Press arrived at the—the what—the Elvis altar where Elvis put his guitar aside to take her fingers and press his lips to the back of her trem­bling hand, which he then passed to Jackson. Drum was tapping his fingers against his leg, and Noose’s own fingers tingled.

Elvis strung together a few silly words from songs that Press had alerted them to about “hunka hurika burning love,” his hips and pelvis still gently gyrating, and how “it’s now or never.” Then, moving to one side, he played “Love Me Tender’’in velvety cones that matched the surprising rich­ness of his voice. Press and Jackson were bathed in a pink camco light tor ten seconds of pure joy. Drum and Noose did not laugh. Noose didn’t even feel like laughing as he found himself almost succumb to the mystery that was Elvis.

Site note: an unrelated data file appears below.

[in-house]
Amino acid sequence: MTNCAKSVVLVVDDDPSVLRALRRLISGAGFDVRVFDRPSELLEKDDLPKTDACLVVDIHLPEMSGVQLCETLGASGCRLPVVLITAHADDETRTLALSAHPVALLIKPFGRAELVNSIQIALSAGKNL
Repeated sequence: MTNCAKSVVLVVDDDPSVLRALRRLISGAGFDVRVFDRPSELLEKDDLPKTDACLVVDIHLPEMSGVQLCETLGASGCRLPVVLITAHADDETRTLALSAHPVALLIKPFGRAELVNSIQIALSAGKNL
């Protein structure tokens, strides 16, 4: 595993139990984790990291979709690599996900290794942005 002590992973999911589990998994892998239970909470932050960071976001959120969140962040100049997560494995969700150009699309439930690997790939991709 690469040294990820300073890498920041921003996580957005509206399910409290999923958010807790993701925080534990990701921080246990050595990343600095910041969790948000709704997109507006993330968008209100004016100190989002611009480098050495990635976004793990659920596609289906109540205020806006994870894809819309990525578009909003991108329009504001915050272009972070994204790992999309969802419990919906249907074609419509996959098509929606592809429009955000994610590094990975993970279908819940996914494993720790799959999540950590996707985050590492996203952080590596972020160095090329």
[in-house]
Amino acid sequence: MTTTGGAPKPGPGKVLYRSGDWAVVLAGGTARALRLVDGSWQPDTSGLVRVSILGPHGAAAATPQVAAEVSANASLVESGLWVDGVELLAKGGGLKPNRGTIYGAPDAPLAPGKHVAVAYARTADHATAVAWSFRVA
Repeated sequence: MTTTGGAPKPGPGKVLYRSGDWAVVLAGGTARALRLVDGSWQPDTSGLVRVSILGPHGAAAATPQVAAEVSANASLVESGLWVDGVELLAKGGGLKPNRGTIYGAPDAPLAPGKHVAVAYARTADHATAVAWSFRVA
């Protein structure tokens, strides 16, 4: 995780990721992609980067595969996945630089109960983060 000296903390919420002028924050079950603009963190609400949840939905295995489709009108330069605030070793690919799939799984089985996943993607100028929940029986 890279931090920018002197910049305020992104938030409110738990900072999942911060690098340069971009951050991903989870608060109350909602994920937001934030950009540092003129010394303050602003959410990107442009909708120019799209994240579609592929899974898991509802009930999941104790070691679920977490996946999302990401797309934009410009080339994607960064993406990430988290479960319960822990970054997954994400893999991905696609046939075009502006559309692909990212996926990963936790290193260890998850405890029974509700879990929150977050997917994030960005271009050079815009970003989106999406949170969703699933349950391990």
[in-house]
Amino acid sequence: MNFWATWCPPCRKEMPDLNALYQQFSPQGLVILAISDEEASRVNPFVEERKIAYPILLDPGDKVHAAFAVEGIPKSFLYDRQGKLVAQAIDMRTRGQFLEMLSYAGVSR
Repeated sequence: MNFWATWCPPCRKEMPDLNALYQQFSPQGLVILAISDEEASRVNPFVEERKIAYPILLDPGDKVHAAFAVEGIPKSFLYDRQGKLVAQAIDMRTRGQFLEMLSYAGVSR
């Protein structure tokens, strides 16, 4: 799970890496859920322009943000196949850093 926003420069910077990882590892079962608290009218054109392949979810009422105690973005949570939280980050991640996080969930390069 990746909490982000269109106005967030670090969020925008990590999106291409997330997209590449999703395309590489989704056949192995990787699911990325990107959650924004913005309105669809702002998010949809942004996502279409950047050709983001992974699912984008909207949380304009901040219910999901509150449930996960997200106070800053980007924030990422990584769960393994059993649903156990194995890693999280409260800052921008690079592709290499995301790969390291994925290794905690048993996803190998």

Then Elvis joined the light and his deep voice asked all the right questions—“Do you take this woman,..Do you take this man….?”“In sickness and health…’’and finally, he came to “With this ring—’’and looked expectantly at Drum, who slid his hand from his pocket and handed the ring to Jackson—”1 thee wed.” Noose had heard it all twice before, at 8 and 13, but he was suddenly choked up with feelings of sadness and hope. Mope for himself? He would return Darlene’s car when lie got home—nor home. Maybe leave a note of apology but he’d omit the reason for the trip.

Jackson and Press gazed into each other’s eyes, more solemn than Noose had ever seen them, and they assured Elvis of their eternal loyalty and love.